It’s been exactly 2 whole months since I last posted—I’m sorry I haven’t kept you in the loop lately!
In October, I had a tunneled central line infection (thankfully, it didn’t spread to my blood). My central line site was really tender and oozing a little. So my GI specialist quickly started me on a 10-day course of Doxycycline (a very strong antibiotic I’ve never taken before).
Well, 2 or 3 days after I started the antibiotic, I came down with a cold (an antibiotic side effect that can happen). It took me more than 16 days to recover from just a simple cold. 🙁 My neurologist explained that I’ll always have more severe symptoms with any kind of illness due to having mitochondrial disease.
I also found out that this class of antibiotics is on the “do not take” list for those who have mito because it “inhibits beta-oxidation and mitochondrial protein synthesis.” 🙁 Not sure if that’s also why it took me so long to get better, but now we know that I should stay away from these specific antibiotics if possible.
In October, I also had a follow-up with my orthopedic hip surgeon, and it wasn’t the best news. My hip is still not doing better, and I have a lot of scar tissue in the hip joint. I continue to have physical therapy twice a week, and recently, I also had to get an ultrasound-guided hip steroid injection to soften the scar tissue and decrease the inflammation. The doctor who did the injection felt a lot of resistance (due to the scar tissue) when he inserted the needle into the joint.. 🙁
Several weeks ago, I had my first appointment with an OHSU endocrinologist. She wanted to run a bunch of labs (I had to get 8 tubes of blood drawn) and have me undergo a cortisol stimulation test to rule out adrenal insufficiency. If I have adrenal insufficiency, my doctor explained how that would be the answer as to why I went into septic shock in August.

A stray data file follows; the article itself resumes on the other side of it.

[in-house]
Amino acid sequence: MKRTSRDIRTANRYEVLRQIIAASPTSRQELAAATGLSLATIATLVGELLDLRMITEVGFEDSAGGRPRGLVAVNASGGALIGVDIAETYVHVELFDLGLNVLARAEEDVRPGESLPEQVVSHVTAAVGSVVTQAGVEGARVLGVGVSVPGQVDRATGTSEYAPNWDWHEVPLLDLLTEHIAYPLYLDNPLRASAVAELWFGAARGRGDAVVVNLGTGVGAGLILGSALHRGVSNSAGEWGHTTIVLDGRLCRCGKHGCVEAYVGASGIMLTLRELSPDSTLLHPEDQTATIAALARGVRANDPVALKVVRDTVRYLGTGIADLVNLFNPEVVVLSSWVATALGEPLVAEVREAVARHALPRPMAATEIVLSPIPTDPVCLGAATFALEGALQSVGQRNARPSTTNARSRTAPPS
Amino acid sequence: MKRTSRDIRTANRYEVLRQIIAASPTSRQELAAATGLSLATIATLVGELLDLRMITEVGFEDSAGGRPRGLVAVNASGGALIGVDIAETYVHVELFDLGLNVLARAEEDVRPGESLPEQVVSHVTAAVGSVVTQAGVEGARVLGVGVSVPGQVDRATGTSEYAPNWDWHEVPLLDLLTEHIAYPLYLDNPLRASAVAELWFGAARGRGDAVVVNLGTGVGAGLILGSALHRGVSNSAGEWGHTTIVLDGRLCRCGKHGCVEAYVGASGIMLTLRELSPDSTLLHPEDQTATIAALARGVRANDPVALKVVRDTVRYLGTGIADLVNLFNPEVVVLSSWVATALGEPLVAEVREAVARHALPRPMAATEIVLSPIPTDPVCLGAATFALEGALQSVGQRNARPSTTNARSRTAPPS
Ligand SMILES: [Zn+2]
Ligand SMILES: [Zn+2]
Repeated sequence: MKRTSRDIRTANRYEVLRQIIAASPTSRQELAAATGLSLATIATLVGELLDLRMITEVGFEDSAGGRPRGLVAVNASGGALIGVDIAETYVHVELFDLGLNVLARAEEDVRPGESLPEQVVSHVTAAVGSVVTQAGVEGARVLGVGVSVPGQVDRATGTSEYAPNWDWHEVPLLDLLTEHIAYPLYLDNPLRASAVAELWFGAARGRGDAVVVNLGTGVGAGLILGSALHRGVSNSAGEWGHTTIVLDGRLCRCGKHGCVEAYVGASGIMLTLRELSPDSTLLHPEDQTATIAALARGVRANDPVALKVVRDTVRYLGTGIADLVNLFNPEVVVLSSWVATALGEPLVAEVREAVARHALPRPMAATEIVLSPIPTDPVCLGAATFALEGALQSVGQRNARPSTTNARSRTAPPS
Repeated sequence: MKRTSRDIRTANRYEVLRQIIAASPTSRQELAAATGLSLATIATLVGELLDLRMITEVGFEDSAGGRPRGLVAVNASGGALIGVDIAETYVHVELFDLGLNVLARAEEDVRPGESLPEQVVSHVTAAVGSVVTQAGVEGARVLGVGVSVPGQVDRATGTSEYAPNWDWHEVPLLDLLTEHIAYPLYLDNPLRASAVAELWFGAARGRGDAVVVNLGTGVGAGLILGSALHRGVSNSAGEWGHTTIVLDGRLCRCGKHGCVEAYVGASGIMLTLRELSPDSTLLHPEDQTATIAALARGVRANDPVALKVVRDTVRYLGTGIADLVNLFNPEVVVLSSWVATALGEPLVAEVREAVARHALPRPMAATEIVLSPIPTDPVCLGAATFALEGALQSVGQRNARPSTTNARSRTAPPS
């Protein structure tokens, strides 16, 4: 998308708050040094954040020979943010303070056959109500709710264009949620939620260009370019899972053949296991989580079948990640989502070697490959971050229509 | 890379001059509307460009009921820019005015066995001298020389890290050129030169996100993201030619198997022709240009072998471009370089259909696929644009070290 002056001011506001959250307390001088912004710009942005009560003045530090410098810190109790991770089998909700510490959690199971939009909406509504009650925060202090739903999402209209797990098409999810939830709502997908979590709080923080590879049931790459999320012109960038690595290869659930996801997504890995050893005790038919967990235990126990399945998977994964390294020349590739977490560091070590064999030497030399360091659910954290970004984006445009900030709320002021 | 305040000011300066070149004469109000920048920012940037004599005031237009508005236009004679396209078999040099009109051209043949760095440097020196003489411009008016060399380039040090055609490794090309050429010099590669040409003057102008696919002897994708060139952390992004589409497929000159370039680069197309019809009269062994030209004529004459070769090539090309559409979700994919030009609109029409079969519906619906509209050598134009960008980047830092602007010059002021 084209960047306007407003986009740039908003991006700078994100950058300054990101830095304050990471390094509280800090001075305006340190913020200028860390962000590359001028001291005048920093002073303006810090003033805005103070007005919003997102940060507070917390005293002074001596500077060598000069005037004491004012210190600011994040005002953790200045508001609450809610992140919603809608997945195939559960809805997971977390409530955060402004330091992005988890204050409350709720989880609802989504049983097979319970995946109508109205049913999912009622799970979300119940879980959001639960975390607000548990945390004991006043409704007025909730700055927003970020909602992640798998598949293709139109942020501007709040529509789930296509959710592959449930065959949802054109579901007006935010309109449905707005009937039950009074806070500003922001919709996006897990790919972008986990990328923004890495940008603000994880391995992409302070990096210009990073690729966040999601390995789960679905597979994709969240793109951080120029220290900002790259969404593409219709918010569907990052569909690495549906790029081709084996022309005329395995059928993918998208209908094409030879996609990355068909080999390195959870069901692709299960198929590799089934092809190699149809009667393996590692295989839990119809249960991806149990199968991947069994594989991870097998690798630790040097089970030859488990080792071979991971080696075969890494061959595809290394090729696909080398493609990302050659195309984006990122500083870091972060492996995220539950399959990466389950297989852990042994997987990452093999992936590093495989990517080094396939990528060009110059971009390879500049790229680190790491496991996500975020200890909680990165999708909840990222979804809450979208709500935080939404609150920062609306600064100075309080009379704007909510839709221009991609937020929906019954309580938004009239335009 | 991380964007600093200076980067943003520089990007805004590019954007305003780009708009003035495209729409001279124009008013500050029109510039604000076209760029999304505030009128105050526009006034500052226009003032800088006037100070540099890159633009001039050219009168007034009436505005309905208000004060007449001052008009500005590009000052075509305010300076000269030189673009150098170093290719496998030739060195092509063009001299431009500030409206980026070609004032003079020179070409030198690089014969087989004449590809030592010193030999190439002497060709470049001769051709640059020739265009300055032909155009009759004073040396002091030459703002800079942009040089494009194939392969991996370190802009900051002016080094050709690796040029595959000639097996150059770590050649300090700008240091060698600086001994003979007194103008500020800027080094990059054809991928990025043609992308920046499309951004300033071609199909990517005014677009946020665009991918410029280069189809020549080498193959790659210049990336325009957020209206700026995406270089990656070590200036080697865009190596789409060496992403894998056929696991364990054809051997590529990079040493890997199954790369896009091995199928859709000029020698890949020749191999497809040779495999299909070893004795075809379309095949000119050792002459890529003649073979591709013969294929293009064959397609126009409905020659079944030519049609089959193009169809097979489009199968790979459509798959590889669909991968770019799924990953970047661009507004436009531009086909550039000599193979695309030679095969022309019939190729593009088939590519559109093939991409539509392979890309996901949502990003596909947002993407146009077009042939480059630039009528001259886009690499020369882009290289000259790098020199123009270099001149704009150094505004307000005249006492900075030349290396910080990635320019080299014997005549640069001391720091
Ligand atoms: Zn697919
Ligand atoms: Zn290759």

Well, I had the test done last week, and the results show that I don’t have AI. That is good news, but that also means we still don’t know why I went into shock.. 🙁
Regarding the osteopenia, I see my endocrinologist again in March to get another bone density scan done. The scan will show us if the osteopenia is stable or not.
Last week, I had 5 appointments which was so very tiring! And this week, in addition to physical therapy, I have follow-ups with my urology surgeon and my pain doctor.
Here’s something nice to share. I recently got a new wheelchair! 🙂 Same color because I love green. 😉 But this frame was made with titanium (instead of aluminum) so it’s considered an ultra-lightweight chair! The seat cushion is also much better than my previous one. And, the whole chair was covered 100% by my insurance (it was over $8000)! One sad thing is that they forgot to add “push handles” which is needed for whenever I don’t have the energy to wheel myself.. So, it’s being looked into.. :/
Here’s some more good news. Regarding tube feeding, I use this elemental (broken-down) formula called Peptamen and then alternate that with an organic “nutrition shake” that contains fruits and veggies. I always tolerate the organic one better, but it’s not covered by insurance because I could only get it from the store or Amazon. Well, last week, we found out that my tube feeding company now carries the organic formula! Isn’t that awesome!? 🙂
Anyways, if I don’t get a chance to update again before the end of the year, Happy Thanksgiving (and Merry Christmas)!!